Each year, every year, the first order of business for a Brazilian corn and soybean grower is to line up financing. (That's just one similarity many U.S. producers share with their South American counterparts.)
In Brazil, however, a vast majority of the financing comes from the Brazilian government. In recent years, the country's fragile economic and political situation made it difficult for corn growers to bank on getting the government loans in time to maximize production potential by maximizing inputs.
That's not the case for the 1998-99 crop.
The reason isn't a sudden change in attitude toward growers or a new push to increase corn production. The reason is much more simple than economic - it's political.
The Brazilian presidential elections will be held in October, and the man currently holding the office has attempted to lock in the farm vote early. It's a tight race between the incumbent and a populist labor leader. Making farm funding available early was the current government's way of convincing the ag sector that it's committed to agricultural improvement.
By early July, the Brazilian government had announced R$11 billion reals (Brazilian currency) will be made available for Brazilian agriculture for the 1998-99 growing season. That's a 35% increase over the R$8 billion made available for the 1997-98 season. An increase in funding was fully expected, but this substantial increase surprised market-watchers.
Most importantly, R$10 billion of the funding is already available. The early availability could change growers' cropping decisions - and change them significantly.
Despite a thriving and growing beef industry in Brazil, corn production has fallen out of favor ever since the Japanese first financed soybean production in the country back in the '70s. The lack of advancement in corn production and expanding domestic consumption turned Brazil into a corn-import-dependent country. But the domestic Brazilian corn market is now providing price incentive to producers to up their corn acreage.
Corn acres in Brazil were expected to increase between 8% and 12% for the 1998-99 growing season. About half those acres were expected to be "stolen" from soybean production. But the early availability of the funds may make the corn acreage increase even bigger.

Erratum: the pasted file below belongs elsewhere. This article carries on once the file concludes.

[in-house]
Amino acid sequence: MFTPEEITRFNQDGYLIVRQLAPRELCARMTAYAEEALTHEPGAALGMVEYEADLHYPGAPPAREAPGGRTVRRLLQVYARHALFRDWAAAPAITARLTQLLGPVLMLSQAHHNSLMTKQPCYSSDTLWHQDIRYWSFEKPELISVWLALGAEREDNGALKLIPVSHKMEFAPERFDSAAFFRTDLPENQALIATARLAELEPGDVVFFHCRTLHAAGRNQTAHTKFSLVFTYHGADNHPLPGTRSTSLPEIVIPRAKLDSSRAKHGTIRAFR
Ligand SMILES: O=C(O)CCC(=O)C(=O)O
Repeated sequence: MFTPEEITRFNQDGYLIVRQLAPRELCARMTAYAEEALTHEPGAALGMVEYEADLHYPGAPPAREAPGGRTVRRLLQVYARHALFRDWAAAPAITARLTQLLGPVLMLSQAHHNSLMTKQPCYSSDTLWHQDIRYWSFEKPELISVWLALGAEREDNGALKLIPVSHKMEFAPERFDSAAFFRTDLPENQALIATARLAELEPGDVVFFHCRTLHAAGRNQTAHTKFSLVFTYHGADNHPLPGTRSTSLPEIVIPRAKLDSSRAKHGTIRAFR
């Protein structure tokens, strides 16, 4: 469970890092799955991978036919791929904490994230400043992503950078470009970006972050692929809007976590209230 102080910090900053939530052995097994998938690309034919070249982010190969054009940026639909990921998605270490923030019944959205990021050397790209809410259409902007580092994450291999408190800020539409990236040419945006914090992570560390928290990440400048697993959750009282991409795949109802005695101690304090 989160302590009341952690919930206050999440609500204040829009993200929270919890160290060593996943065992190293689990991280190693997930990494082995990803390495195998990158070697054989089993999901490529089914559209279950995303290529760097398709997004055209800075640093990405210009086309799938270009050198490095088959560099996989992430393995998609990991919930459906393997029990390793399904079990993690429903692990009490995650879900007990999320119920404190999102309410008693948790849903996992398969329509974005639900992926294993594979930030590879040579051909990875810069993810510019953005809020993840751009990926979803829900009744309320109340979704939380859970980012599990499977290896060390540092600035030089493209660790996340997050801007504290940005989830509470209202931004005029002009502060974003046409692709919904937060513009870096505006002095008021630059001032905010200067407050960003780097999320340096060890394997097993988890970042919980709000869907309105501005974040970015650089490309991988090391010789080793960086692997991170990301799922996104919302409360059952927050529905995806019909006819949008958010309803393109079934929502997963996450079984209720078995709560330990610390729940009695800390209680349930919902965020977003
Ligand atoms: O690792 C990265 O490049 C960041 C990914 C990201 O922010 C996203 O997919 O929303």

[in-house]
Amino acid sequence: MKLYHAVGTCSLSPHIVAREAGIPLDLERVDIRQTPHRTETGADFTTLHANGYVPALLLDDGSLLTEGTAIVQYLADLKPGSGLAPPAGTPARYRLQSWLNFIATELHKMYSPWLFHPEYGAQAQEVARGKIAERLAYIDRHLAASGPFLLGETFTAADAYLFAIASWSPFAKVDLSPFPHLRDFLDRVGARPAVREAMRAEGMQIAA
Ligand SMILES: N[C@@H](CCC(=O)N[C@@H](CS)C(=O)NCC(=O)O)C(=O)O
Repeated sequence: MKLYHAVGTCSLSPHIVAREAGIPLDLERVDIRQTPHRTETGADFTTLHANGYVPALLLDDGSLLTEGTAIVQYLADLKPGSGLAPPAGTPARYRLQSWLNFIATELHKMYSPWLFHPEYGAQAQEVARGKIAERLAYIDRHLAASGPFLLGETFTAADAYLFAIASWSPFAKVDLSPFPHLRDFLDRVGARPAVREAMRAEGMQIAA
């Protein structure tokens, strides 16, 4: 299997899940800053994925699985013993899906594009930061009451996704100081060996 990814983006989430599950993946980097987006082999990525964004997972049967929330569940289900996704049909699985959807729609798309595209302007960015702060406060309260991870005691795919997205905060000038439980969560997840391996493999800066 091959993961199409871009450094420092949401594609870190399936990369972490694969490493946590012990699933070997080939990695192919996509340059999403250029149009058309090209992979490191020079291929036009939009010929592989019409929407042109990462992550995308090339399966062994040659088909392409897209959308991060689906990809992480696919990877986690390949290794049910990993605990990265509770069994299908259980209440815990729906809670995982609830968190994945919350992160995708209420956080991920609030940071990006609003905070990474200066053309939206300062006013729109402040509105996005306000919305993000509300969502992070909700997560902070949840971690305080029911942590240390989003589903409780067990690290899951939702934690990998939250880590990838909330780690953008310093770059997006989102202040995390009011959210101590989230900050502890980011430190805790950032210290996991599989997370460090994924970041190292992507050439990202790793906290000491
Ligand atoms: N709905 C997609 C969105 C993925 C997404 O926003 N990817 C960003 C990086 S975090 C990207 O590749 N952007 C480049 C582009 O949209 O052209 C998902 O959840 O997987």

Here's why: In the past, intergovernmental bickering delayed the funding until September or even October - past the optimum planting time for corn. The delayed funding made it impossible for growers to put the resources into corn production needed to shoot for big yields.
As a result, corn yields have barely reached yields seen in soybean fields and soybeans have taken over the Brazilian countryside over the last few years. For the 1998-99 crop season, Brazilian producers have the ability and the incentive to change the trend.
The availability of operating funds isn't the only factor that may make 1998-99 the year for Brazilian growers to switch to corn. As mentioned earlier, Brazil's domestic corn demand is growing annually - and with increased demand comes higher prices. If growers see an opportunity to make a bigger buck from corn production, they'll switch from soybeans in a heartbeat.
The overriding issue that determines soybean area is the U.S. price of soybeans during August and September. That's when Brazilian producers are making purchases for the October-through-December planting season. If U.S. soybean futures fall to the $5.50 area around September, planted soybean acres in Brazil could be down as much as 10%. If soybean futures hold above $6, Brazilian bean acreage will be steady to down 5% from 1997-98 levels.
And, finally, don't forget about the weather. By July, La Nina was getting a foothold in the Pacific, threatening to bring less-than-ideal growing conditions to South America. With production risk at higher-than-normal levels, many Brazilian growers may look to cut their risk by growing a crop with lower input costs - corn.
Bottom line: Don't believe all the talk you'll hear this fall about expanding soybean acres in Brazil. In fact, odds now favor at least a slight reduction in bean acres, tightening global supplies and potentially lifting the global bean price floor.